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Q&A: Frida Escobedo

Words:
Isabelle Priest

The designer of this year’s Serpentine Pavilion, which opens on 15 June, explains why architects learn to build fast in Mexico City

Frida Escobedo: 'Before I knew it, I'd been practising for seven years.'
Frida Escobedo: 'Before I knew it, I'd been practising for seven years.' Credit: Ana Hop

Tell us about Mexico’s architectural spirit

It is a centralised country but there are many voices. A new architecture is emerging though that is raw and primitive.

What do you mean by primitive?

It might not be the best word, but in the sense of referencing the past; certain geometries and materiality. Mexico City is in a constant state of unfinish. Architects can’t rely on expensive materials.

Is the new architecture brought about by social change?

Yes. The emphasis is on doing more with less and to ensure buildings age well. It is about taking responsibility for public money, not something that usually happens in Mexico. Here the political context is very fluid. Architects need to build quickly because changes of administration cause live projects to stop. Oaxaca Cultural Centre is an example of that strategy – simple form, one material, completed on time.

Tell us about you

I didn’t have a relationship with architecture before my studies, I always thought I would use it to move into design. The practice started out through a collaboration with Alejandro Alarcón, who got a commission to extend his mother’s house, then his grandmother’s and a friend’s. Before I knew it, I’d been practising for seven years. You need to move in different ways to in Europe. I've never worked in another practice and you learn early on that the full spectrum of architecture includes research.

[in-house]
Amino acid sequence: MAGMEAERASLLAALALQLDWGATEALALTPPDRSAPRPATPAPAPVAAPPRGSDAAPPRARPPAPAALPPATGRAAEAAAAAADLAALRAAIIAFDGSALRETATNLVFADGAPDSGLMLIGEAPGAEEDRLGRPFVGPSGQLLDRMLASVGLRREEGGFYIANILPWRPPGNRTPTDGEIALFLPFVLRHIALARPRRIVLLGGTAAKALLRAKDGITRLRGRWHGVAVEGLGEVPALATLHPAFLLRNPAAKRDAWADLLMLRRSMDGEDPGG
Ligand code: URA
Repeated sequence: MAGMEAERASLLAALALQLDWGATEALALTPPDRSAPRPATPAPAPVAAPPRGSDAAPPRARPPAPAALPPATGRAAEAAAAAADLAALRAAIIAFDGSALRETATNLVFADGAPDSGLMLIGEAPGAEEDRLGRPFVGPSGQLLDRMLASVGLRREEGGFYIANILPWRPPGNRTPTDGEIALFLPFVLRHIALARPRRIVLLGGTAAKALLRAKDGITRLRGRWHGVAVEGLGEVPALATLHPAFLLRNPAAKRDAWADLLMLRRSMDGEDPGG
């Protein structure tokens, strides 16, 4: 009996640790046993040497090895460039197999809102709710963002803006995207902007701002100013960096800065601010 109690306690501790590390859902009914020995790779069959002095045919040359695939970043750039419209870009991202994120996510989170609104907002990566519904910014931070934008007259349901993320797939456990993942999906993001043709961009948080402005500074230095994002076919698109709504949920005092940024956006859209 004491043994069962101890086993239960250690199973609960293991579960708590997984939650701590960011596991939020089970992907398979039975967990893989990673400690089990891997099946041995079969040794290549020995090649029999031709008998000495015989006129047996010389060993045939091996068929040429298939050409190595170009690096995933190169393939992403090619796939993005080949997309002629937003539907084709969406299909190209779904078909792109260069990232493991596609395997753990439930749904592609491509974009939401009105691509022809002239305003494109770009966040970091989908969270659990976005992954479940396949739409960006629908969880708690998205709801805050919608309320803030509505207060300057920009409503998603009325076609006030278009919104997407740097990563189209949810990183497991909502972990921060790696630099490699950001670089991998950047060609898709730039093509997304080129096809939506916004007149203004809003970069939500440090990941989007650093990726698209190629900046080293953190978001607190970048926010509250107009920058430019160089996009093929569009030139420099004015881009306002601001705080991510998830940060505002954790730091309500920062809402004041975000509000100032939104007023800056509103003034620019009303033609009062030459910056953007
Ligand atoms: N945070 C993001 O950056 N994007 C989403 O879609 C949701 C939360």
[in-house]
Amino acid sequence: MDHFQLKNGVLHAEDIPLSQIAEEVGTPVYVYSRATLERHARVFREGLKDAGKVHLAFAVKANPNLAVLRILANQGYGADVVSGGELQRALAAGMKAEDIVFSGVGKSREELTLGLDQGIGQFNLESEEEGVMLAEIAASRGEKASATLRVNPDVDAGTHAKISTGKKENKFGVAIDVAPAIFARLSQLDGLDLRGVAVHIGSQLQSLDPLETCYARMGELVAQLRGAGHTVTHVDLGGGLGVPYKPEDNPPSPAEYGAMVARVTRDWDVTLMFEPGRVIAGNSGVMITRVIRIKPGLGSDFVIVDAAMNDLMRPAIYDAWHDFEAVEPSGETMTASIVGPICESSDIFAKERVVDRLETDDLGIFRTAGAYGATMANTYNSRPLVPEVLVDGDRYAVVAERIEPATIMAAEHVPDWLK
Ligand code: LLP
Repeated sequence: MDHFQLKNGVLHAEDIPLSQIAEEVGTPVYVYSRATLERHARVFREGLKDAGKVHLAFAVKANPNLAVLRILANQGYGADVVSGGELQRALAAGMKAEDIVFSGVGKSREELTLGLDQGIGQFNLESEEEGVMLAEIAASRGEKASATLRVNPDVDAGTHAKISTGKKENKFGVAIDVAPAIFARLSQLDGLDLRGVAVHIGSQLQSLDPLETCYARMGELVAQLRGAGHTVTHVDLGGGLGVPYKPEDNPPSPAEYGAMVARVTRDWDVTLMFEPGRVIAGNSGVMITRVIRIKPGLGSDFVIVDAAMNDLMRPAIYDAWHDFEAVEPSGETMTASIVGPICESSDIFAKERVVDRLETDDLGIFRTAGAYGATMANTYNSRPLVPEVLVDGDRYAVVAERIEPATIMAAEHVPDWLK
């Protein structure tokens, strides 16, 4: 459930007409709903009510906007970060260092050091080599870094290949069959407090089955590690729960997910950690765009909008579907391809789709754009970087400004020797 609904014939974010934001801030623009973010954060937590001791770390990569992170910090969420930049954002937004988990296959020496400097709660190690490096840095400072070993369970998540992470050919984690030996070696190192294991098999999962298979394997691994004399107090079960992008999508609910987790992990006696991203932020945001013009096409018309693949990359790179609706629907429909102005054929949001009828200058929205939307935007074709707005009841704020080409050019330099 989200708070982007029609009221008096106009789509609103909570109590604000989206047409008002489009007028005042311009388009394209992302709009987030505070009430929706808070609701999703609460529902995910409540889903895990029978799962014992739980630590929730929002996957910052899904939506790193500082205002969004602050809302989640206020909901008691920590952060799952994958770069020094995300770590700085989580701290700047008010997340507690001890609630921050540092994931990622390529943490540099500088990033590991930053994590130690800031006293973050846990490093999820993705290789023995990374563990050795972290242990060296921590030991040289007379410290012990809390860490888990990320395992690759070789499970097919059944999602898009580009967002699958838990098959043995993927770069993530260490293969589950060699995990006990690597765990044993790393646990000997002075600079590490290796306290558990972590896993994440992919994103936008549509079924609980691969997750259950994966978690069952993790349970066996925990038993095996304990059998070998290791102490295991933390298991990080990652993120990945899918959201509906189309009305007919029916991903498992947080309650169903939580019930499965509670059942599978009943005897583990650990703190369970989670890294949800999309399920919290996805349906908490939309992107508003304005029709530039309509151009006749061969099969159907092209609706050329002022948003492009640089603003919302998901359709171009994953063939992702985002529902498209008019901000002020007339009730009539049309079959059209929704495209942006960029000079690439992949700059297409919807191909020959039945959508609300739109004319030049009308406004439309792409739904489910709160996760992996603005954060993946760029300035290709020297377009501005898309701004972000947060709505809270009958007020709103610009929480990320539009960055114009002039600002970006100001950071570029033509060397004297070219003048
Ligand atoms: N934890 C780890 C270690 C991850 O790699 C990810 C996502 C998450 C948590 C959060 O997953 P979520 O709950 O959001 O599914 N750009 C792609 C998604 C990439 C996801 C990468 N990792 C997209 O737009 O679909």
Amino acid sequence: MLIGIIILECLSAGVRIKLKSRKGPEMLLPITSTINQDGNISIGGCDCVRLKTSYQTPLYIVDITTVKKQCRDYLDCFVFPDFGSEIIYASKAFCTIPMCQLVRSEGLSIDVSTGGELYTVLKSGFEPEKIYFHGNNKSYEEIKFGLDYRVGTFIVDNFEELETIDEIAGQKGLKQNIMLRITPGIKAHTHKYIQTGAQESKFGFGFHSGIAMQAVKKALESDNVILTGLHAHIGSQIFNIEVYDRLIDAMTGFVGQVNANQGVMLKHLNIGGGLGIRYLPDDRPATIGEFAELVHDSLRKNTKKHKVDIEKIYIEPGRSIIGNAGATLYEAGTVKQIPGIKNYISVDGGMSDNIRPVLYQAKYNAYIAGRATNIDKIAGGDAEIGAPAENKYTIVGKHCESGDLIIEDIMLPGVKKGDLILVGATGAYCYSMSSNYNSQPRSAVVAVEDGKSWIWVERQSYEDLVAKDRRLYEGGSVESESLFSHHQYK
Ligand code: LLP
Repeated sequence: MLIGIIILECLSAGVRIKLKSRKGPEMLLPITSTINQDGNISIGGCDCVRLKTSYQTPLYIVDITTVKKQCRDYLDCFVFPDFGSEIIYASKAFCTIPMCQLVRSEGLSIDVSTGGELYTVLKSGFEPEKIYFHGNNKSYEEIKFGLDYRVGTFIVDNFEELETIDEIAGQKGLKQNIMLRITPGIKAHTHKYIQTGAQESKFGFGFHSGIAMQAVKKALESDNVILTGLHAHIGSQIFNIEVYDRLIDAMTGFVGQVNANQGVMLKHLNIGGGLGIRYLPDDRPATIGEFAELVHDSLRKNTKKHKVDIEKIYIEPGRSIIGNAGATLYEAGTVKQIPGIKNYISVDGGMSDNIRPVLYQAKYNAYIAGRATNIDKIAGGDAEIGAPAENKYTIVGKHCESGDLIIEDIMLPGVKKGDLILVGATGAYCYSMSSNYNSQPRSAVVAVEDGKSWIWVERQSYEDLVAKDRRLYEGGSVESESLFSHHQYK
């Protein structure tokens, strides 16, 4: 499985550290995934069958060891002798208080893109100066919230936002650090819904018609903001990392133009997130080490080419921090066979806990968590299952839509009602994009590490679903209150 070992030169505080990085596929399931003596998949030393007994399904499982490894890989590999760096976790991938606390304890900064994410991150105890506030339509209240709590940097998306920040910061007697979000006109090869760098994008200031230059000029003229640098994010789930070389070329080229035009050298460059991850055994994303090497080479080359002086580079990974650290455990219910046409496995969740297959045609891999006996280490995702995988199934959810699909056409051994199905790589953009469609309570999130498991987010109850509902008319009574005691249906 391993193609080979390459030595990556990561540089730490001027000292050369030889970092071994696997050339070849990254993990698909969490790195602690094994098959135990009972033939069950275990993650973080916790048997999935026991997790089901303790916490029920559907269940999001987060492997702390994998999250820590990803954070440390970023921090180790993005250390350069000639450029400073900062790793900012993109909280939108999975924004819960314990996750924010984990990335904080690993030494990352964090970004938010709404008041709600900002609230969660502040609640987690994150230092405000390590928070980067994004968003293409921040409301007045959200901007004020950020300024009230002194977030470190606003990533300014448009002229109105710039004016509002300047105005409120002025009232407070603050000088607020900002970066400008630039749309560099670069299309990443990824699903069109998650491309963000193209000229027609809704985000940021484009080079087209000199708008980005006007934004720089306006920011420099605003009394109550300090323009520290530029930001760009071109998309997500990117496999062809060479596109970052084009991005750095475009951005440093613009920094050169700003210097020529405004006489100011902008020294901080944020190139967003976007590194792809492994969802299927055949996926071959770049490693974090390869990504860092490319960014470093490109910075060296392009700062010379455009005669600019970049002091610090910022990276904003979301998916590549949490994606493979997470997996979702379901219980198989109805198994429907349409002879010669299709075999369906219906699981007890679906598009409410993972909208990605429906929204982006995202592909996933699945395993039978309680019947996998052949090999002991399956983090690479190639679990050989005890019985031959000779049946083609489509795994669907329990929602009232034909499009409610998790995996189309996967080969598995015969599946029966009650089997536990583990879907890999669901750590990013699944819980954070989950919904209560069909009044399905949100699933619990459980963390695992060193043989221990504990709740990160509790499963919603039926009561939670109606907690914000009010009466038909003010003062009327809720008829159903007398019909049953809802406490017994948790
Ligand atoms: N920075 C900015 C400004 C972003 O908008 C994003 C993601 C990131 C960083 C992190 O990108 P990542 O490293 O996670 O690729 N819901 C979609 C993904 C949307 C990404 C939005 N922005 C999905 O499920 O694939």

Explain your Serpentine Pavilion design

Pavilions are a condensed form of experience. The idea of it being in the park and then sold was an interesting problem. Hence the design is not materially contextual – roof tiles are universal. Another aspect was the idea of a public space within a public space, like a Russian doll. The courtyard concept came from Mexico.

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Why do Mexicans like courtyards?

Mexicans have a complex relationship with public persona – a duality. They are warm and social but also closed. Families are tightknit and people depend on their family ties. The courtyard is introspective and at heart of the intimate space. I recommend reading The Labyrinth of Solitude by Octavio Paz to understand the Mexican psyche better.

What else you are working on?

We are very busy, with nine people working on 13 projects, including hotels, housing and a cabin. We are also doing a research project about contemporary ruin and a sculpture for the Jardin des plantes d’Orléans, France.

What would you like to work on next?

I’m happy with the scale of the office but I like public space projects like those we have in San Francisco and Miami. You have to guess whether they will be successful, but when finished, you can see how people move around for yourself.

What distinguishes your architecture?

If anything, we don’t treat art, design and architecture as different things – they are all spatial practices.


 

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